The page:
While Steven Spielberg's Saving Private Ryan helped define the style of a modern day war film it was his HBO mini-series Band of Brothers that truly captured the World War II experience. The multi-part saga dealt with every nook and cranny of the US military's involvement in the war from large scale battles to intimate character details. The new movie Red Tails developed and produced by Spielberg's Indiana Jones collaborator and Star Wars mastermind George Lucas attempts to cover the same ground for the sprawling tale of the Tuskegee Airmen—albeit in a two hour compressed form. The result is a messy handling of a powerful story of heroism. The good intentions make it on to the screen...but the drama never gets off the runway.
Red Tails assembles a talented cast of young actors to portray the brave men of the 332nd Fighter Group a faction of the Tuskegee Airmen. The ensemble is reduced to a jumble of simplistic one-note characterizations: Easy (Nate Parker) the do-gooder with a dark past; Lightning (David Oyelowo) the suave rebel who never listens to orders; Junior (Tristan Wilds) the fresh-faced newbie ready for a good fight; and the rest a nameless group of underwritten yes men all with just enough backstory to make you interested but never satisfied. Thankfully with the little material they have to work with the gentlemen excel. Rapper-turned-actor Ne-Yo is a standout as the quick-witted Smokey overshadowing vets Terrence Howard and Cuba Gooding Jr. (who spends most of the movie chomping on a corn cob pipe and grinning).
With the plethora of characters comes too many plot threads and Red Tails stuffs its runtime with everything from epic flyboy dog fights romantic interludes (Lightning finds himself infatuated with a local Italian woman) office politics alcoholism and even a POW camp escape. If there was a true lead character the movie may have succeeded in stringing the events together in a coherent narrative but instead Red Tails is choppy and uneven. The aerial battles for all their CG special effects nastiness are incredibly exhilarating but when the movie's not tackling the intensity of a battle (which it does often) it comes to a near halt. That mostly comes down to history standing in the way—the crux of the story focuses on how segregation caused the military's higher ups to avoid utilizing the Red Tails in true battle. Meaning there's a lot of talk on how the team should be fighting as opposed to actually doing it.Director Anthony Hemingway tries to do this important historical milestone justice but the execution flies too low even under made-for-TV movie standards. Red Tails is a dull history lesson occasionally spruced up with Lucas' eye for action. The charisma of the the main set of actors goes a long way in keeping the film tolerable but they can't fill the gaping hole where the emotional hook belongs. This is a movie about heroes yet not once are the filmmakers able to pull off a moment that feels remotely brave. Which is unfortunate—as it's a story of the utmost importance.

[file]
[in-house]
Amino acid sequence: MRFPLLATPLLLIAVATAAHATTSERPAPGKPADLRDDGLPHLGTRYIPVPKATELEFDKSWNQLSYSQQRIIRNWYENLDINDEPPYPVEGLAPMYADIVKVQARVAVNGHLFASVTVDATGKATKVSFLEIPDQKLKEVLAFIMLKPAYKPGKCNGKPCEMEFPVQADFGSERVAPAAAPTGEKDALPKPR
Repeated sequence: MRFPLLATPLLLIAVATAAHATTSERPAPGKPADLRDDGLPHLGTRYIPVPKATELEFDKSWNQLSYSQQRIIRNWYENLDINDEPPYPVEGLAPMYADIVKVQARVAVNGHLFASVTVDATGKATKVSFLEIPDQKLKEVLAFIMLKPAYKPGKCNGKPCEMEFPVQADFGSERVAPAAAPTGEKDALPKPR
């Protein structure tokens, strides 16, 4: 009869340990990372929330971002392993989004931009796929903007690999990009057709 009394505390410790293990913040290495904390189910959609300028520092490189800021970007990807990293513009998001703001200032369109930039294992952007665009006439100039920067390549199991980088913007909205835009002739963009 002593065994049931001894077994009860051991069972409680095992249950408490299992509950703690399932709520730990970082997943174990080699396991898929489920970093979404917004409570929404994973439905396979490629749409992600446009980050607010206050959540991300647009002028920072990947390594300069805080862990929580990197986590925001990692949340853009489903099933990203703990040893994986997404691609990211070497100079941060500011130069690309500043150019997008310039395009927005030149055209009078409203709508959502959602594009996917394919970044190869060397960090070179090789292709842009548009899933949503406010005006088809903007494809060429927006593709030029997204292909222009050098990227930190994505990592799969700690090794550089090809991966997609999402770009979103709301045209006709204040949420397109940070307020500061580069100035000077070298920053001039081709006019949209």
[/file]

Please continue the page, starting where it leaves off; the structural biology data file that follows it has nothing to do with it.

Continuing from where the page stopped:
Two cops arrive at an abandoned house where they've heard screaming. They find a woman hunched over and her eyes are plucked out. A seven-foot monster Jacob Goodnight (Kane) then hacks one of the officers in half and cuts the other officer's arm off--but not before he shoots the maniac in the head. That officer Frank Williams (Steve Vidler) recuperates and four years later is assigned to a youth detention program. His first job is to escort some delinquents to an abandoned Blackwell Hotel where a little old historian Margaret (Cecilly Polson) needs volunteers to help her tidy up. Instead one by one the young people become part of the eyeball collection of the psycho who was traumatized by an over-religious mother. Aren’t we all? Yes there is acting in this including from the World Wrestling Entertainment bad-boy Kane who could develop a Freddy Krueger-like franchise as this homicidal religious freak. He grunts and huffs but also sobs and shows a conscience at crucial times. And he's scary not laughable which is always a danger in these kind of films. With what little they have to play off of the supporting team is good especially Craig Horner as an ambitious thief who has maps of all the secret corridors in the hotel. Among the delinquents are streetwise Christine (Christina Vidal) an a--hole bully Michael (Luke Pegler) a tattooed beauty Kira (Samantha Noble) and a seductive shoplifter Zoe (Rachael Taylor). Taylor’s Paris Hilton-like persona makes her one of the victims you can't wait to see get it. Some of the others hardly last long enough worth mentioning even though many of them have characters that are surprisingly fleshed-out before they become popped-out eye candy. See No Evil offers plenty of jump moments squirming gross-out scenes and hide-your-eyes shocks with a plot reminiscent of any of the Friday the 13th or Saw movies. Some of the gore is particularly gruesome and if you don't know what an eyeball looks like when it pops out of your head then you'll certainly have an anatomy lesson here. First-time feature director Gregory Dark known for making music videos utilizes those fast-cut edits muted colors and washed-out tones to create the horror. The camera closes in on bugs flies and even dives into the eye socket of a hollowed-out face. It follows a line of booby-traps in the hotel a jiggling arm that's cut off and even into a hole in the psycho-monster's head which is filled with maggots. Dark is never shy about any of it and gore fans won't be disappointed.